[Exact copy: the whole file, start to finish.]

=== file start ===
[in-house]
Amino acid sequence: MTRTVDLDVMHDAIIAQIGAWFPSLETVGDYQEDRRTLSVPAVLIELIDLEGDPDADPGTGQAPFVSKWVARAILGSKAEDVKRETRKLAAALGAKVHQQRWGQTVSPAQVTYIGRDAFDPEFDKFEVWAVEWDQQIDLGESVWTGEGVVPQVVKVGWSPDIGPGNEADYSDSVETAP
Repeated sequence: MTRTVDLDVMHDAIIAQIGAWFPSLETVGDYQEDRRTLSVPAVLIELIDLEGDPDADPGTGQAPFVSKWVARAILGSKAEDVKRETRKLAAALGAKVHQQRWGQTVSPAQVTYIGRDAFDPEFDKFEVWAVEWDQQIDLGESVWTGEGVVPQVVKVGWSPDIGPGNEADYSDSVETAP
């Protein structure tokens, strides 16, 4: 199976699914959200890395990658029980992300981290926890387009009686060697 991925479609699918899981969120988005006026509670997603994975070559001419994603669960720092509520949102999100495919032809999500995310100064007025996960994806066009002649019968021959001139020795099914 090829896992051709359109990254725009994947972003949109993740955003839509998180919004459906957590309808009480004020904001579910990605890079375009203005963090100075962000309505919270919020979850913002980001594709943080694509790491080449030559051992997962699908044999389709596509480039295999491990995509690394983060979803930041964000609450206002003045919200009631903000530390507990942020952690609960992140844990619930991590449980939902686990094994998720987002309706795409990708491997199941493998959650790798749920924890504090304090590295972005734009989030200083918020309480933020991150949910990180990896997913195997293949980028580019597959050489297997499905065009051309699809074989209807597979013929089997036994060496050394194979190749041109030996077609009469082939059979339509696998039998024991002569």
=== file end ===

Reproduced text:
[in-house]
Amino acid sequence: MTRTVDLDVMHDAIIAQIGAWFPSLETVGDYQEDRRTLSVPAVLIELIDLEGDPDADPGTGQAPFVSKWVARAILGSKAEDVKRETRKLAAALGAKVHQQRWGQTVSPAQVTYIGRDAFDPEFDKFEVWAVEWDQQIDLGESVWTGEGVVPQVVKVGWSPDIGPGNEADYSDSVETAP
Repeated sequence: MTRTVDLDVMHDAIIAQIGAWFPSLETVGDYQEDRRTLSVPAVLIELIDLEGDPDADPGTGQAPFVSKWVARAILGSKAEDVKRETRKLAAALGAKVHQQRWGQTVSPAQVTYIGRDAFDPEFDKFEVWAVEWDQQIDLGESVWTGEGVVPQVVKVGWSPDIGPGNEADYSDSVETAP
């Protein structure tokens, strides 16, 4: 199976699914959200890395990658029980992300981290926890387009009686060697 991925479609699918899981969120988005006026509670997603994975070559001419994603669960720092509520949102999100495919032809999500995310100064007025996960994806066009002649019968021959001139020795099914 090829896992051709359109990254725009994947972003949109993740955003839509998180919004459906957590309808009480004020904001579910990605890079375009203005963090100075962000309505919270919020979850913002980001594709943080694509790491080449030559051992997962699908044999389709596509480039295999491990995509690394983060979803930041964000609450206002003045919200009631903000530390507990942020952690609960992140844990619930991590449980939902686990094994998720987002309706795409990708491997199941493998959650790798749920924890504090304090590295972005734009989030200083918020309480933020991150949910990180990896997913195997293949980028580019597959050489297997499905065009051309699809074989209807597979013929089997036994060496050394194979190749041109030996077609009469082939059979339509696998039998024991002569």